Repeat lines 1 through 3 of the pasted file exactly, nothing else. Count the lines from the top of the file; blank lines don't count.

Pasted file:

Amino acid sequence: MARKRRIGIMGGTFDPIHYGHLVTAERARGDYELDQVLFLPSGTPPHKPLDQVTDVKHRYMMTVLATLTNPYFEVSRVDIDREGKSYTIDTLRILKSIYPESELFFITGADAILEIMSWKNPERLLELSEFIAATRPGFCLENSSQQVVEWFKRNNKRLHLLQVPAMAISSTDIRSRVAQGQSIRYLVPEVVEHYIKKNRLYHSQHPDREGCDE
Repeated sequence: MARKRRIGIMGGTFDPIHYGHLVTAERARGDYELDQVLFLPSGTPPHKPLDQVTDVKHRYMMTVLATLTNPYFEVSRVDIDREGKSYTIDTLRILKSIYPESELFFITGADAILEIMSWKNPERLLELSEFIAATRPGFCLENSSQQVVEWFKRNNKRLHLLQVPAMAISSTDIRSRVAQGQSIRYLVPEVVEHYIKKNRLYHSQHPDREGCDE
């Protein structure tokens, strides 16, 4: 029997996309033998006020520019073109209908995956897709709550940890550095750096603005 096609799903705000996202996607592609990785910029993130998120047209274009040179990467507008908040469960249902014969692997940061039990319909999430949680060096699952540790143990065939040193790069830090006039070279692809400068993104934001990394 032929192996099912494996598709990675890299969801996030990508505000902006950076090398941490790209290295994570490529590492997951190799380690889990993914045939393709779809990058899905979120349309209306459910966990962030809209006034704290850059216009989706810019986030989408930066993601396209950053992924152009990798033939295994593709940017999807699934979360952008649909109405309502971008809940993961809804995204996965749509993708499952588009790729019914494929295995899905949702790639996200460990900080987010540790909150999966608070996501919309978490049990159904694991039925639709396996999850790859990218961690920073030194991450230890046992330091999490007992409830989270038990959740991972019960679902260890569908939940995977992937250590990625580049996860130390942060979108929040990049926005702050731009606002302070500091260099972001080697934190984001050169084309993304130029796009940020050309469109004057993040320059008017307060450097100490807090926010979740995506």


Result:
Amino acid sequence: MARKRRIGIMGGTFDPIHYGHLVTAERARGDYELDQVLFLPSGTPPHKPLDQVTDVKHRYMMTVLATLTNPYFEVSRVDIDREGKSYTIDTLRILKSIYPESELFFITGADAILEIMSWKNPERLLELSEFIAATRPGFCLENSSQQVVEWFKRNNKRLHLLQVPAMAISSTDIRSRVAQGQSIRYLVPEVVEHYIKKNRLYHSQHPDREGCDE
Repeated sequence: MARKRRIGIMGGTFDPIHYGHLVTAERARGDYELDQVLFLPSGTPPHKPLDQVTDVKHRYMMTVLATLTNPYFEVSRVDIDREGKSYTIDTLRILKSIYPESELFFITGADAILEIMSWKNPERLLELSEFIAATRPGFCLENSSQQVVEWFKRNNKRLHLLQVPAMAISSTDIRSRVAQGQSIRYLVPEVVEHYIKKNRLYHSQHPDREGCDE
């Protein structure tokens, strides 16, 4: 029997996309033998006020520019073109209908995956897709709550940890550095750096603005 096609799903705000996202996607592609990785910029993130998120047209274009040179990467507008908040469960249902014969692997940061039990319909999430949680060096699952540790143990065939040193790069830090006039070279692809400068993104934001990394 032929192996099912494996598709990675890299969801996030990508505000902006950076090398941490790209290295994570490529590492997951190799380690889990993914045939393709779809990058899905979120349309209306459910966990962030809209006034704290850059216009989706810019986030989408930066993601396209950053992924152009990798033939295994593709940017999807699934979360952008649909109405309502971008809940993961809804995204996965749509993708499952588009790729019914494929295995899905949702790639996200460990900080987010540790909150999966608070996501919309978490049990159904694991039925639709396996999850790859990218961690920073030194991450230890046992330091999490007992409830989270038990959740991972019960679902260890569908939940995977992937250590990625580049996860130390942060979108929040990049926005702050731009606002302070500091260099972001080697934190984001050169084309993304130029796009940020050309469109004057993040320059008017307060450097100490807090926010979740995506």